In recent times, there has been a large rise in refugees. This has fueled the debate on migration—both about economic migration and on people seeking refuge in the West because of political turmoil in their home countries.
As is true with most issues, there’s a conflation. Of course, the latter is non-negotiable. Article 33. – Prohibition of expulsion or return (“refoulement”) of the United Nations’ Human Rights’ Convention relating to the Status of Refugees is clear about this:
- No Contracting State shall expel or return (” refouler “) a refugee in any manner whatsoever to the frontiers of territories where his life or freedom would be threatened on account of his race, religion, nationality, membership of a particular social group or political opinion.
So refusing refugees is both immoral and illegal.
But that still leaves a debate about economic migration. But in public debates, either people argue for “open borders” or we have xenophobic, far-right kind of arguments.
Heterodox economists such as Ha-Joon Chang argue for migration controls, who sees it as a policy for cheap labour and keeping wages low.
Now Simon Wren-Lewis thinks that it’s incorrect. On his blog he says:
[the liberal left] gets to love immigration controls and can begin again to represent the part of working class that dislikes immigration.
The reasoning is attractive. Starve firms of cheap labour, and they are forced to innovate and invest in labour saving machinery and/or in training their workers, which drives up productivity and real wages. In a world where capital is not mobile, that mechanism could work over a very long time period. But when capital is mobile, the firm has an obvious alternative: produce somewhere else where labour is cheaper. Keynes taught us not to make the mistake of assuming output was fixed, and the same is true here. Labour shortages could equally lead to less production, more imports, and a depreciation that makes everyone poorer.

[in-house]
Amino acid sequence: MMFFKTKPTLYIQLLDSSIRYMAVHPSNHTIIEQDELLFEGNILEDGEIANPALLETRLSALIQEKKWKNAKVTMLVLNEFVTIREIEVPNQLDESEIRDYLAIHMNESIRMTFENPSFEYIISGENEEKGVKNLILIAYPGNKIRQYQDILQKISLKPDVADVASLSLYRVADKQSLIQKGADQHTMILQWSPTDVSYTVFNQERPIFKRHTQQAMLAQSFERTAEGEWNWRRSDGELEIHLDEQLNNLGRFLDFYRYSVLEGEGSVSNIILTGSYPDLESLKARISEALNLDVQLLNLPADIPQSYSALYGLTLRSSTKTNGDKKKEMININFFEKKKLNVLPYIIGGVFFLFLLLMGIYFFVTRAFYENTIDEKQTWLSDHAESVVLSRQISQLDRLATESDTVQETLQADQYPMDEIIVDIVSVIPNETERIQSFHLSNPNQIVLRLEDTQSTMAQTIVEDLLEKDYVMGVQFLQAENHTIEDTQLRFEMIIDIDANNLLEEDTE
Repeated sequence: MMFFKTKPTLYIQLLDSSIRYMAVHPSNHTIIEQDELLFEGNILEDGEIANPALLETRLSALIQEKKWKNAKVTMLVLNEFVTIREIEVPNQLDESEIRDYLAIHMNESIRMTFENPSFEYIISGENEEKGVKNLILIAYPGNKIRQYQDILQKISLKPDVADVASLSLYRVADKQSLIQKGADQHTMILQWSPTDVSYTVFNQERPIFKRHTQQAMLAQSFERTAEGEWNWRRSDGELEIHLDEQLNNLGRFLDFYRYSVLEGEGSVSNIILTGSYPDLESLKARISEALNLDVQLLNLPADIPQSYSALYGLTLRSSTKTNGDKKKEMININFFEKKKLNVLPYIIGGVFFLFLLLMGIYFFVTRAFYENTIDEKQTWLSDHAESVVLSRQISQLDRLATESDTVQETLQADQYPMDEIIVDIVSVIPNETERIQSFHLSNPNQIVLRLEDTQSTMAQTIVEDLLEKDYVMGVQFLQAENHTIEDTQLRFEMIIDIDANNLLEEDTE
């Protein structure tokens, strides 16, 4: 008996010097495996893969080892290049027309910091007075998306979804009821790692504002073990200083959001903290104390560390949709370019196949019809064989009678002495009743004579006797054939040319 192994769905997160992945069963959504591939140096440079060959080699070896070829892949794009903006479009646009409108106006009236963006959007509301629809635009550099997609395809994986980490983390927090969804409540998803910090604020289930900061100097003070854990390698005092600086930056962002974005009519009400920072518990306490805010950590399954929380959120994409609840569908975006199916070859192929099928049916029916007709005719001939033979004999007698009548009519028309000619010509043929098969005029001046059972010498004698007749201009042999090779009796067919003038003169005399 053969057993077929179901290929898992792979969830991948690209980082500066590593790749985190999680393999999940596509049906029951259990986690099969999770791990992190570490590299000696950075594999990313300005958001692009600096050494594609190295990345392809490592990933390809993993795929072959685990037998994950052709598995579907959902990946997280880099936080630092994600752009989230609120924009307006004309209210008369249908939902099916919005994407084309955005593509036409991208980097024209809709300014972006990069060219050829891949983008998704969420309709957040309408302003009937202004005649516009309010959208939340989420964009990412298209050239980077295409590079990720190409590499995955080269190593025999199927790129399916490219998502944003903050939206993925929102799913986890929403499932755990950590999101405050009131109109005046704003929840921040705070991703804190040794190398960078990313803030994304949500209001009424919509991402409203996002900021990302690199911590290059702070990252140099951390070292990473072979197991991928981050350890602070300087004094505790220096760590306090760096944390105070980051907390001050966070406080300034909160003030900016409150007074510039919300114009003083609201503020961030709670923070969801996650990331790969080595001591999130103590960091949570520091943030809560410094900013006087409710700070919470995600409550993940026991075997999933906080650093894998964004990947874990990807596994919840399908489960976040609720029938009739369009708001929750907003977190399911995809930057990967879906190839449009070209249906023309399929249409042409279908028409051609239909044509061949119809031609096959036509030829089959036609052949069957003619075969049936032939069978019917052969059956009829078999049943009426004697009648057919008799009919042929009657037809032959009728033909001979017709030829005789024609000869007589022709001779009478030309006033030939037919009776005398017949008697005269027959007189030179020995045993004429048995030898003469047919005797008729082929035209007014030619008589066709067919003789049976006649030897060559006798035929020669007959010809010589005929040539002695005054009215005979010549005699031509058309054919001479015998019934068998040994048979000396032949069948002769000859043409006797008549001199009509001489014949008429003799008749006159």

The mechanism on how immigration controls work is simpler than that. There’s no need for labour-saving machinery. Instead because immigration controls put workers in a better bargaining position, it raises wages (as the Phillips curve tells us). Higher wages means higher domestic demand and hence higher output. It’s possible that some firms may shift production abroad but an economic policy which favours immigration controls also likely favours “reshoring”, i.e., bringing jobs back. In many cases—such as restaurant staff—it is not even true that jobs can be offshored. Plus why assume that non-immigrants are less productive?
It’s true—as Simon Wren-Lewis says—that output shouldn’t be assumed to be fixed, as Keynes taught us, but he also seems to miss the Kaleckian dynamics that wage rises will lead to higher output.
Of course, migration can be beneficial. But there’s conflation here too. It’s myth making to say that “immigrants aren’t taking jobs Americans don’t want to do”. But high-skill migration can be highly beneficial. This is because fortunes of nations depend critically on the competitiveness of their producers and firms are finally people. So attracting high-skill talent is beneficial for any nation. So debates and policies on immigration needs to be more nuanced.
There has been a rise in the rejection of the “center-left” globally coincident with the rise in right-wing populism. The center-left has shifted to neoliberalism instead of caring for the working class. Right-wing parties sensed an opportunity. As the blurb of a recent article, The Ruthlessly Effective Rebranding Of Europe’s New Far Right by Sasha Polakow-Suransky for The Guardian, says:
Across the continent, rightwing populist parties have seized control of the political conversation. How have they done it? By stealing the language, causes and voters of the traditional left
Macroeconomics and political economy are now more important that ever. To get back the control of the populist parties, economic myth-making needs to go.